Trafficking in Persons Report 2008 - Bulgaria
|Publisher||United States Department of State|
|Author||Office to Monitor and Combat Trafficking in Persons|
|Publication Date||4 June 2008|
|Cite as||United States Department of State, Trafficking in Persons Report 2008 - Bulgaria, 4 June 2008, available at: http://www.refworld.org/docid/484f9a0647.html [accessed 2 March 2015]|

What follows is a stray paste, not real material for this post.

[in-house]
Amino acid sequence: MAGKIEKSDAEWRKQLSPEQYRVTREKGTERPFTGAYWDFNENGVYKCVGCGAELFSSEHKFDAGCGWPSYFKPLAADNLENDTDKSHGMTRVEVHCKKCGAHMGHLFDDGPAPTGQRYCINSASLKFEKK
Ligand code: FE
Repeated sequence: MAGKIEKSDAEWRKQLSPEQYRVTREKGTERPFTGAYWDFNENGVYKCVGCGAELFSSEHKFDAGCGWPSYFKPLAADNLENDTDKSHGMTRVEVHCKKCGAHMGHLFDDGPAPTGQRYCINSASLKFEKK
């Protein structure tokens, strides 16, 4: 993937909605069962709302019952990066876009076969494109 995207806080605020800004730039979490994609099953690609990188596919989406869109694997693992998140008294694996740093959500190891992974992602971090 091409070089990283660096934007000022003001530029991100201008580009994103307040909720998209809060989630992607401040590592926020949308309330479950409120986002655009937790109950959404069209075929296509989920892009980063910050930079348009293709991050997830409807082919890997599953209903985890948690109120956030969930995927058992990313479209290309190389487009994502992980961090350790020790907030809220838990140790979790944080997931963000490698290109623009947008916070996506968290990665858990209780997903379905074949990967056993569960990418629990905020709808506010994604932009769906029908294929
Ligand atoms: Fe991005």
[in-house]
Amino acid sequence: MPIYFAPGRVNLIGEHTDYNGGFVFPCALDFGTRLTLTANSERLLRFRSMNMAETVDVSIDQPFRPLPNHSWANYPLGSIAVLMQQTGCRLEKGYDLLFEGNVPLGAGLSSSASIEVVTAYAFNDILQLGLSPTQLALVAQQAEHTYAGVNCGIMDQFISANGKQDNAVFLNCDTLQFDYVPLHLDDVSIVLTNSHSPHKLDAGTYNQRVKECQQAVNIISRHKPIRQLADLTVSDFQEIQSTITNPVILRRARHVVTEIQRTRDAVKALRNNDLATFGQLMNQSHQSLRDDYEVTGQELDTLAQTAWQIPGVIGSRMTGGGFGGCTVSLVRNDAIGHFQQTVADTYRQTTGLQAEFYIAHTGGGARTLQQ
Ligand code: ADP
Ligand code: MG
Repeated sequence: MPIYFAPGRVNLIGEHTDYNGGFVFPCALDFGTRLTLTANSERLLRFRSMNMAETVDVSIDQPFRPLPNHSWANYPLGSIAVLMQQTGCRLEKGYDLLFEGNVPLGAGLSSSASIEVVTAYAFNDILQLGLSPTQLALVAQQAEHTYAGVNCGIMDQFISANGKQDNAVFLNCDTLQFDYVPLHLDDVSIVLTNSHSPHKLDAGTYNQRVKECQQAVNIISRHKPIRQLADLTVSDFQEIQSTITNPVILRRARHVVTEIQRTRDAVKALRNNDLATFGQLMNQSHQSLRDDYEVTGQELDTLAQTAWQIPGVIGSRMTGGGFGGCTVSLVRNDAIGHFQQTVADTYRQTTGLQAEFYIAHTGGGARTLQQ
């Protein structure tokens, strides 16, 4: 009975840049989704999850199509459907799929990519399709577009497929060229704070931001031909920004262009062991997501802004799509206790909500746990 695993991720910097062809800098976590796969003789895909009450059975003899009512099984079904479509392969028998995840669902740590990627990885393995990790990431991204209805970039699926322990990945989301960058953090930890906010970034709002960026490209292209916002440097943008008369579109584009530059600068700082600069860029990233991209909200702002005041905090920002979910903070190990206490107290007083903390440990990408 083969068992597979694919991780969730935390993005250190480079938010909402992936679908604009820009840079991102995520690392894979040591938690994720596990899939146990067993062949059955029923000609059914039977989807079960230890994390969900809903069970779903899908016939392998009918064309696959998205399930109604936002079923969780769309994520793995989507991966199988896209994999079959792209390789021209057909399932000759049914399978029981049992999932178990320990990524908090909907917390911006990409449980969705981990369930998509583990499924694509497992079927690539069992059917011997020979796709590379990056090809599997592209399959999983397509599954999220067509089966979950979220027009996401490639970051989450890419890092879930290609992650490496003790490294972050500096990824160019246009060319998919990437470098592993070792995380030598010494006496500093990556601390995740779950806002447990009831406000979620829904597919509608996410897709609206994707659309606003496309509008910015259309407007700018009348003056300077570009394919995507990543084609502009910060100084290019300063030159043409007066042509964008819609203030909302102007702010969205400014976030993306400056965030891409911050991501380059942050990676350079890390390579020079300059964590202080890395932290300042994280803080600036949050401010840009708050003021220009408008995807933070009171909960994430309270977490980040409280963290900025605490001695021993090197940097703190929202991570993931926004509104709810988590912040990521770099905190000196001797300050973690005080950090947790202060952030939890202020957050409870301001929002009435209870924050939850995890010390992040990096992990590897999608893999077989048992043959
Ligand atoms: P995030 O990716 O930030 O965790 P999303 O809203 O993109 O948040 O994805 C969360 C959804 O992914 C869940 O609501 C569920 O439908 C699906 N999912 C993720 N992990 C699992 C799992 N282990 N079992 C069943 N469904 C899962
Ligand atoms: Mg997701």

Bulgaria is a source, transit, and, to a lesser extent, a destination country for men, women, and children from Moldova, Romania, Russia, Ukraine, Armenia, Lebanon, and Uzbekistan trafficked to and through Bulgaria to Germany, Switzerland, Norway, Italy, the Netherlands, Greece, Turkey, Belgium, France, Spain, Austria, the Czech Republic, Poland, and Macedonia for the purposes of commercial sexual exploitation and forced labor. Approximately, one-third of the trafficking victims identified are Roma women and children. Roma children are trafficked within Bulgaria and to Austria, Italy, and other West European countries for purposes of forced begging and petty theft. Around 20 percent of identified trafficking victims in Bulgaria are children. Officials reported an increase in the number of Bulgarian victims trafficked internally, primarily to resort areas along the Black Sea coast, and in border towns with Greece, for the purpose of commercial sexual exploitation.